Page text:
One is that this is highly underserved so the smaller end of SMBs is the place where there’s the most amount of pain for reasons we can get into, but just the mechanics of assessing risk and underwriting becomes very, very challenging using conventional techniques and the payoff is smaller because it’s a small customer. They’re not asking you for a million dollar product, they’re asking you for $25,000 in a line of credit, right, and so that’s one part, it’s highly underserved.
Actually, by serving smaller customers, we’re also….that’s a place where technology and automation and machine learning can display more actively because there’s scale there. So, this is sort of a place where there’s actually like sort of a happy combination of both a strong market need which has not been addressed and the opportunity for us to just use our approach, it’s really much more of a technology-based approach to be able to serve customers that scale.
Peter: Okay. So, I want to talk about that approach, particularly the approach to underwriting because I’ve talked to a lot over the years and you always talk about data analysis, data science and machine learning and really what you said is a unique approach to how you address underwriting. So, maybe ….can you give us a little bit of color there on what makes Fundbox unique.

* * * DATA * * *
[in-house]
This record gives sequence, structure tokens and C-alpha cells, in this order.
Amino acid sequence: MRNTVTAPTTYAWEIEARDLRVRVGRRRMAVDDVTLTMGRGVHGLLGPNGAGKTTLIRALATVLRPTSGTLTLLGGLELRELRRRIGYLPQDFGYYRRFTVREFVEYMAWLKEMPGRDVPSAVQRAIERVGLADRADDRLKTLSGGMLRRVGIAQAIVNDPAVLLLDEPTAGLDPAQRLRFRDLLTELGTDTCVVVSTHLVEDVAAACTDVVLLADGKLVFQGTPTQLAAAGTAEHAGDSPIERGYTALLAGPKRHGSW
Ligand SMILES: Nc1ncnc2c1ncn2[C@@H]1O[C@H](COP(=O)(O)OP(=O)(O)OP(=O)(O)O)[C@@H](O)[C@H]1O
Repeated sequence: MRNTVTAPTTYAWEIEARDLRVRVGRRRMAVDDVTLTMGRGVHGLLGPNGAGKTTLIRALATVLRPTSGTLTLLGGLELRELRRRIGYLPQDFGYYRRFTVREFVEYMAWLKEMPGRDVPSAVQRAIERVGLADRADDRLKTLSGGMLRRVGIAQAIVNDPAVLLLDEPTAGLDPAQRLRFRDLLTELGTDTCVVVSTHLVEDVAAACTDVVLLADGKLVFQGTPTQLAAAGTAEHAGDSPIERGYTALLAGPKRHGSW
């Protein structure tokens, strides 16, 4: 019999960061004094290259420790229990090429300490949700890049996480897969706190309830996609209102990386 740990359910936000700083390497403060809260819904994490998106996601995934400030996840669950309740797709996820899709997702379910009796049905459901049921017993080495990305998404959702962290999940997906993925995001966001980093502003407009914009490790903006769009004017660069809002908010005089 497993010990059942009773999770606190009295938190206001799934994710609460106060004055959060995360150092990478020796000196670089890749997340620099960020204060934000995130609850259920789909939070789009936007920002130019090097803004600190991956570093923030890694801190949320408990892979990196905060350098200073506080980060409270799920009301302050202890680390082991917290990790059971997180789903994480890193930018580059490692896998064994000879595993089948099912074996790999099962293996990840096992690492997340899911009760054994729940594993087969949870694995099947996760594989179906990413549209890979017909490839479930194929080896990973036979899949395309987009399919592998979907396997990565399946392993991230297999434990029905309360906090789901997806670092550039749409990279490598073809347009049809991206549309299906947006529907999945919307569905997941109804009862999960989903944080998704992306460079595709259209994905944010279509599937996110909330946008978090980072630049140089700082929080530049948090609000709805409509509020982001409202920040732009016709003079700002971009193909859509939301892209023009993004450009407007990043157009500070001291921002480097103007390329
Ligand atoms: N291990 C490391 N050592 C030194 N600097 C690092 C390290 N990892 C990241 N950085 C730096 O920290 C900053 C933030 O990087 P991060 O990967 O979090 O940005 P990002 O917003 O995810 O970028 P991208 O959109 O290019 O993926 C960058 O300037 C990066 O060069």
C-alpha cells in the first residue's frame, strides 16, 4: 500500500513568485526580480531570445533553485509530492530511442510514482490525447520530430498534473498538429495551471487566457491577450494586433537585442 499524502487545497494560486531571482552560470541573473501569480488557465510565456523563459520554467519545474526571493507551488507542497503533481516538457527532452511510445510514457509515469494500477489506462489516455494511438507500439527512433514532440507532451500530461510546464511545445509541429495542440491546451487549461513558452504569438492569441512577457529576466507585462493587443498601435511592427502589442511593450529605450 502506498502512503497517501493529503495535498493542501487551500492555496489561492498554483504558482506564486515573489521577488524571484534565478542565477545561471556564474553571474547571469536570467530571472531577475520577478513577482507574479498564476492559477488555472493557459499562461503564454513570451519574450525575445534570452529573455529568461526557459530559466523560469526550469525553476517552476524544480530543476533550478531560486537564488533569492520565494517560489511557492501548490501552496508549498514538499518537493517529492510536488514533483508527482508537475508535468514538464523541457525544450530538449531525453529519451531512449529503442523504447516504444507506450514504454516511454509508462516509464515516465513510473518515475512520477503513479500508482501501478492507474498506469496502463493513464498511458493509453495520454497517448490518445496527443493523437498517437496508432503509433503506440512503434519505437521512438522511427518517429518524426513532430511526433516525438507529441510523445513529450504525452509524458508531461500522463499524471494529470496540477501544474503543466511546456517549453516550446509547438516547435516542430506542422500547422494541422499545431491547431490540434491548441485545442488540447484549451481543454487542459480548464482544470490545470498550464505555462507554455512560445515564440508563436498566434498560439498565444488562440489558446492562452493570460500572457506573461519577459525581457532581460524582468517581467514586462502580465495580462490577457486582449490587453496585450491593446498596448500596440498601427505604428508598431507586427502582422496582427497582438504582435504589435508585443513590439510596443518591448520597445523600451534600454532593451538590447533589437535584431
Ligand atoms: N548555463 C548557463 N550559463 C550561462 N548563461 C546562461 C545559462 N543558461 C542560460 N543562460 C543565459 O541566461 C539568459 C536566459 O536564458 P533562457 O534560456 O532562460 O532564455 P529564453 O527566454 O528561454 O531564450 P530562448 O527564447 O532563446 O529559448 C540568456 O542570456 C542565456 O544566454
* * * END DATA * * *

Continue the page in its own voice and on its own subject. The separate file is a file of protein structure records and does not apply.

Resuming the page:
Prashant: Yeah, happy to do that. Before I say anything, I want to caveat this by saying that almost whatever I say can be said by almost anybody, right, and, ultimately, the proof of the pudding is in the eating and the performance, but here’s how we think about what we’ve done.
Over the past seven years and even around, we made a lot of deep investments in capital, in people, in our focus and energy for long term superior performance and we’ve built a significantly better sort of data and credit machine which is coming to bear and showing results now and which we talk about. A few things that are pretty important for us….number one is we’ve made a huge investment in data and I’m going to give you a couple of flavors on that. When you think about data, you think about making predictions so the first is really around the labels that you can use, the outcomes that you can train your machine learning models on, right.
And what we’ve done is every time we encounter a new data set, we’re pretty aggressive in how we on-board customers and let them get access to credit and see what happens because it’s only by having a pretty broad aperture and letting a lot of customers come in can you collect enough defaults to train a machine learning model well.
So, we’ve not been shy about saying, let’s take some risks in terms of the customers you bring on in the early days of any segment, whether the segment is a part of the market or a data source that we’re anchoring on and let’s not be shy about making dollar investments in those. So, in other words, losses which help train our models do come at a dollar cost because you’re losing principal and that’s a big deal, but we’ve been very explicit about making good investments within the company with our investors and so on, so that’s a big thing.